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'The Amazing Race' recap: Stop talking and go

February 20, 2011 |  9:17 pm

Amazing “Are you ready to race around the world one more time?” asks Phil Keoghegan.

“Yes!” you cry from the depths of your futon sofa.  “Yes!”

Silly goose, Phil’s not talking to you, he’s addressing that strangely familiar crowd of folks gathered around the wind turbines of Palm Springs.  All those also-rans and coulda-wons and shoulda-wons who, in the current parlance, have “unfinished business.”  Which is a nice way of saying that, in some previous installment of “Amazing Race,” they blew it.  Who can forget LaKisha and Jen pausing for that fateful bathroom break?  Zev and Justin misplacing a passport?  Gary and Mallory wandering like Paul Bowles characters through the wilds of Oman?

Yes, for the first time ever, “Amazing Race” is going back for the ones left behind.  The guys who picked the wrong taxi or ticked off the wrong team or came a-cropper on some fiendish Road Block.  “There’s not a winner among any of you,” Phil sweetly declares, but in time-honored American fashion, all 11 teams get a second chance.  And what do we get?  Why, the chance to spend more time with people we never expected to see again.  Oh, sure, maybe you thought you’d had enough of the “dating Goths” the first time around, but now you can marvel all over again at Kent’s teeny-weeniness -- the way he folds into Vyxsin’s body like a pale pouty handbag.  And isn’t it nice to gaze once more on Ron’s kindly Yoda face and Kris’ granitic pecs and warm ourselves in the competitive kindling that is Margie-and-Luke?

How little has changed, really, since these folks first sprawled across our TV screens.  The Globetrotters are still grinning; Jaime is still thrusting out her “girls”; and that pious little firecracker Mallory still vomits up prayers when the going gets rough.  It remains to be seen whether she’ll seek counseling from evangelical-minister-turned-gay-activist Mel White, who is still trotting good-naturedly after his goldfish-eyed son. 

And, best of all, those cheeky “Race” producers are still up to their old tricks.

KRIS: Amanda’s good at word puzzles.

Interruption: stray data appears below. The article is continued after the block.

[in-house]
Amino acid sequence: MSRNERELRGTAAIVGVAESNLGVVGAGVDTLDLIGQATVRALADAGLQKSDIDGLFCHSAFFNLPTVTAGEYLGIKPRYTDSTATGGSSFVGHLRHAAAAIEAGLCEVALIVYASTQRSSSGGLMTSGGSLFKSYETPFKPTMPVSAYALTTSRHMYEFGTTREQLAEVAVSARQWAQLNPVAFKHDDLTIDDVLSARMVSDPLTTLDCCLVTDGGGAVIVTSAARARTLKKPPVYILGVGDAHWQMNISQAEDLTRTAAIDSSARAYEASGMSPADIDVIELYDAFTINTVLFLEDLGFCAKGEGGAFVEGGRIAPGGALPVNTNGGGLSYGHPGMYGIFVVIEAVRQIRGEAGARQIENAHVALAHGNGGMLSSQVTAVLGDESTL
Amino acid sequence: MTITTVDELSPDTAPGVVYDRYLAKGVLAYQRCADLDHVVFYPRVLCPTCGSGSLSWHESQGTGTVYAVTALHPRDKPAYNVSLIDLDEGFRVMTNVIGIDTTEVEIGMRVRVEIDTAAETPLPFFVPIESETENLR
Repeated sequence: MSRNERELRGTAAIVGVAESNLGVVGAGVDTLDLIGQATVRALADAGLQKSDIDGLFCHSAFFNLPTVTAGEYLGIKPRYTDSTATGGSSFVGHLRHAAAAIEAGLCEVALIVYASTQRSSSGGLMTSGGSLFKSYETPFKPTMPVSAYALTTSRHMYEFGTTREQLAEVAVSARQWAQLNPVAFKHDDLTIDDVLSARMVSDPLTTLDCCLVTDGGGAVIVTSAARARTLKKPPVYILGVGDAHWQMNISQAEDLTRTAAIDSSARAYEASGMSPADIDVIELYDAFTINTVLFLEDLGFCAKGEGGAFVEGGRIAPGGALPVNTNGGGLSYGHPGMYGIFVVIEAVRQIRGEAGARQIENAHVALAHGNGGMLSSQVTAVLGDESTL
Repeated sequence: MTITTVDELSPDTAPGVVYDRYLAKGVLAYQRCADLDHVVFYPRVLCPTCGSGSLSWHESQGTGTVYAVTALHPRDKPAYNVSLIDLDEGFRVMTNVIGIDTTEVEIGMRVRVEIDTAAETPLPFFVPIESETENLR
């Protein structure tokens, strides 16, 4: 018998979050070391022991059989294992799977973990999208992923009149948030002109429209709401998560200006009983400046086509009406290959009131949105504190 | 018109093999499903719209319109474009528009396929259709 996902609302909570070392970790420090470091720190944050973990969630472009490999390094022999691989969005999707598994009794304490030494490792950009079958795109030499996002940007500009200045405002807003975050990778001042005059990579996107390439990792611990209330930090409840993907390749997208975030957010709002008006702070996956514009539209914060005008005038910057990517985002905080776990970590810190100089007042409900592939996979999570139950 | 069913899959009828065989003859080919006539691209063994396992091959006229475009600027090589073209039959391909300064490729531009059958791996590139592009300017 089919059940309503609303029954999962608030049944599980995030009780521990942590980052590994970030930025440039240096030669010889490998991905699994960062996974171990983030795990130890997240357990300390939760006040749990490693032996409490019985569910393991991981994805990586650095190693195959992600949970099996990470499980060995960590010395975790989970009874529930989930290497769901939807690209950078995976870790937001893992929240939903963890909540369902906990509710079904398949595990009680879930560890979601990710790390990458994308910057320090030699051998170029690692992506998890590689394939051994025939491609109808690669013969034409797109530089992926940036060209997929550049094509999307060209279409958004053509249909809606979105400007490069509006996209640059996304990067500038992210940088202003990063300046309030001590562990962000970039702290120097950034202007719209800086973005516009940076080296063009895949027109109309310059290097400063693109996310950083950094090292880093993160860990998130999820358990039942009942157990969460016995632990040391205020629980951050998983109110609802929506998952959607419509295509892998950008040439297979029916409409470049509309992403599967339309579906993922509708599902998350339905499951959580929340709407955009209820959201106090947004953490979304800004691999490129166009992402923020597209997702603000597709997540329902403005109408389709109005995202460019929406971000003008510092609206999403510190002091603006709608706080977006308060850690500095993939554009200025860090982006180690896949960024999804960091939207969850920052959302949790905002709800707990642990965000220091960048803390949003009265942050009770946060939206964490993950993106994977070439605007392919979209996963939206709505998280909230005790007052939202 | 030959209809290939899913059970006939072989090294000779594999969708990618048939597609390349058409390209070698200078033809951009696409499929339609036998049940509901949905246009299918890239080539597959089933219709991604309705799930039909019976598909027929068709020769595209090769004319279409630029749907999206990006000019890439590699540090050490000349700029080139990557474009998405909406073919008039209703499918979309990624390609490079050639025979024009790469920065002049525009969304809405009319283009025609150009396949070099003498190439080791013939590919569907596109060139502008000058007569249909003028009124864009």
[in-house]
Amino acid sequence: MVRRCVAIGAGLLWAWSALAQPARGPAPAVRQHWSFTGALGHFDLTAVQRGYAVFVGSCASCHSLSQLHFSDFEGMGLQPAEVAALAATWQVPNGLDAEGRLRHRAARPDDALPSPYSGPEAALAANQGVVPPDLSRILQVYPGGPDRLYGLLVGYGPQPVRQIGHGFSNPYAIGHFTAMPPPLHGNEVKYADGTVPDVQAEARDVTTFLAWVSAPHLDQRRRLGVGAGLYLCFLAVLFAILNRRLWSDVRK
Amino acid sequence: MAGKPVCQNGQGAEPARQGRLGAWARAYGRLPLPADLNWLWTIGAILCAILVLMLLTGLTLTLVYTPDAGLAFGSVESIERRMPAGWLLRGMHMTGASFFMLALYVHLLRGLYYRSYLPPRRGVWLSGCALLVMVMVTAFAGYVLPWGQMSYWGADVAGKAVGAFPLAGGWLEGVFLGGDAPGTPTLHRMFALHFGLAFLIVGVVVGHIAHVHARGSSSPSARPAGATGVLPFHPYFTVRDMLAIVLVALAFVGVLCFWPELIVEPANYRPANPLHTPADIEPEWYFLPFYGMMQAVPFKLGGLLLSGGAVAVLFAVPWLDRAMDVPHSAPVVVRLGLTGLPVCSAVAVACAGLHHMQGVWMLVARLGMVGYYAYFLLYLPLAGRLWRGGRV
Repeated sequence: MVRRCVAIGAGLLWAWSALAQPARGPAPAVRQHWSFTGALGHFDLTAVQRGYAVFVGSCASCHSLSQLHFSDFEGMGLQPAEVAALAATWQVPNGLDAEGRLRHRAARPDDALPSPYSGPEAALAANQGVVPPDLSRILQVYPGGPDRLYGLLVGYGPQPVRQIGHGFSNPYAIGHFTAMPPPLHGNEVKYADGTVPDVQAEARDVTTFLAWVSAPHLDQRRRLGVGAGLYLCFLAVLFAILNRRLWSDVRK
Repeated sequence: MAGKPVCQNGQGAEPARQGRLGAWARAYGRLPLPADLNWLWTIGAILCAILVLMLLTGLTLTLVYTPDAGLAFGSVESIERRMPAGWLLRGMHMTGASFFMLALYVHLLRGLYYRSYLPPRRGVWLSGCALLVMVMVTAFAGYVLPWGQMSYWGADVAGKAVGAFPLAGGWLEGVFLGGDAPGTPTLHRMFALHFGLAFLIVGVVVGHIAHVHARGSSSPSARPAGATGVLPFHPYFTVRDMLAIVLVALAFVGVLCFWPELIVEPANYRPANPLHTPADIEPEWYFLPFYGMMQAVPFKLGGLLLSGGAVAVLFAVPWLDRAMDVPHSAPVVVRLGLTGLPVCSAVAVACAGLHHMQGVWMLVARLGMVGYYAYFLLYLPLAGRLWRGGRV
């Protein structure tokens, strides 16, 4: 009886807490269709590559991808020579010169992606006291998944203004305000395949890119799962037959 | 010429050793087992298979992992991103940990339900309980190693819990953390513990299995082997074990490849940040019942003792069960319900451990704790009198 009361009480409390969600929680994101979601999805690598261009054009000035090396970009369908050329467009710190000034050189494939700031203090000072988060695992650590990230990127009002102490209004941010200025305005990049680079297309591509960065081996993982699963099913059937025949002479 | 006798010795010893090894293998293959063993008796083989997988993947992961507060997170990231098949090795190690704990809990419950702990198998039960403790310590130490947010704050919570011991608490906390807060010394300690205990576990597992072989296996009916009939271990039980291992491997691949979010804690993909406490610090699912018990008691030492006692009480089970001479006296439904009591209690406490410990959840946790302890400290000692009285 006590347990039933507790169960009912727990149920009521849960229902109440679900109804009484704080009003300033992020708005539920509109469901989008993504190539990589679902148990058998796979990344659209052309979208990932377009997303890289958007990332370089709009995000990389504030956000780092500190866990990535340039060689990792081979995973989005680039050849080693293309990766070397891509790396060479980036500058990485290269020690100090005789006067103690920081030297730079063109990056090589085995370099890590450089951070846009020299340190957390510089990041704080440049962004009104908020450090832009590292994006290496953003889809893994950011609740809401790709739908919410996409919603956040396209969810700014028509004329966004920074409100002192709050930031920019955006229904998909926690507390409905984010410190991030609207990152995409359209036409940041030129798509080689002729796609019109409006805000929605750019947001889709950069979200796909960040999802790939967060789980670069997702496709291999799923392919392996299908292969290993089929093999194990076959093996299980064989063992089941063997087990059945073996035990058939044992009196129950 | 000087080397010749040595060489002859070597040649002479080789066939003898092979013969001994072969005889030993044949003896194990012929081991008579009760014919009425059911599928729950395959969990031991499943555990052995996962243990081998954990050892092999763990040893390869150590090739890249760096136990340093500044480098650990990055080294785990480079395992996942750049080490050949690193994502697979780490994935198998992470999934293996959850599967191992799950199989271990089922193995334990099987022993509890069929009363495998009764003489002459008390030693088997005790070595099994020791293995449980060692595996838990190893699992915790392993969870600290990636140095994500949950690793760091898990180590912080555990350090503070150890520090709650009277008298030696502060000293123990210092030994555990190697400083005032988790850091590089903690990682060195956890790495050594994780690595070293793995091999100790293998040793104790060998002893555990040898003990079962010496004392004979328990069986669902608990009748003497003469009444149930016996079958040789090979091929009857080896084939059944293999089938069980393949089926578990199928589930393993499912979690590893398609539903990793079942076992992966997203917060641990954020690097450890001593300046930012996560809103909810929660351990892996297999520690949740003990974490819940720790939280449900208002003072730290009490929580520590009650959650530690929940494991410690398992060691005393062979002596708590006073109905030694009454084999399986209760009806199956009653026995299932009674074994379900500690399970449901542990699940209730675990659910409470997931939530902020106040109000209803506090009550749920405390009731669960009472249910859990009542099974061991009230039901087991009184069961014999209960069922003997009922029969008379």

Cut to AMANDA, staring slack-jawed at a word puzzle.
AMANDA: Whaaa?

This wouldn’t be “Amazing Race,” after all, if contestants didn’t cling to some threads of self-delusion. 

Lifetime, for instance, can speak of his basketball team’s “winning tradition” as if the Globetrotters actually win their games.  Jaime and Cara declare themselves “redheads,” although the peculiar copper-vermilion they sport has no immediate parallel in nature.  (Mars may have it somewhere.)  And Mallory, in all innocence, utters the following sentence: “You’ve been to Kentucky before.  You know we don’t lie there.”  Yes, dear.  We know. 

At least some of the contestants recognize their limitations.  “Not to fulfill any stereotypes,” says African American Jen, “but no, we cannot swim.”  And then there are Jet and Cord, who stole back into my heart the moment they said, “Qantas Ay-er.”  Things are not lookin’ good for our cowpoke brothers, who began flailing the minute they hit the Sydney tarmac and who looked about as comfortable on Shelly Beach as a bucket of krill.  Regardless of their final destiny, I will always cherish their ability to keep their hats on in all forms of weather, not to mention Cord’s reaction to the idea of trawling through a shark tank for a compass.  “I’m from Oklahoma.  I don’t do water.  I don’t even take baths.” 

He may just be taking the next flight out, but as Phil reminds us, “Second chances don’t come free.”  Although, as adages go, I prefer the fatherly advice Phil doled out to Mallory at episode’s end: “Stop talking and go!”

-- Louis Bayard

Photo: Jet and Cord in "The Amazing Race." Credit: Robert Voets/CBS.

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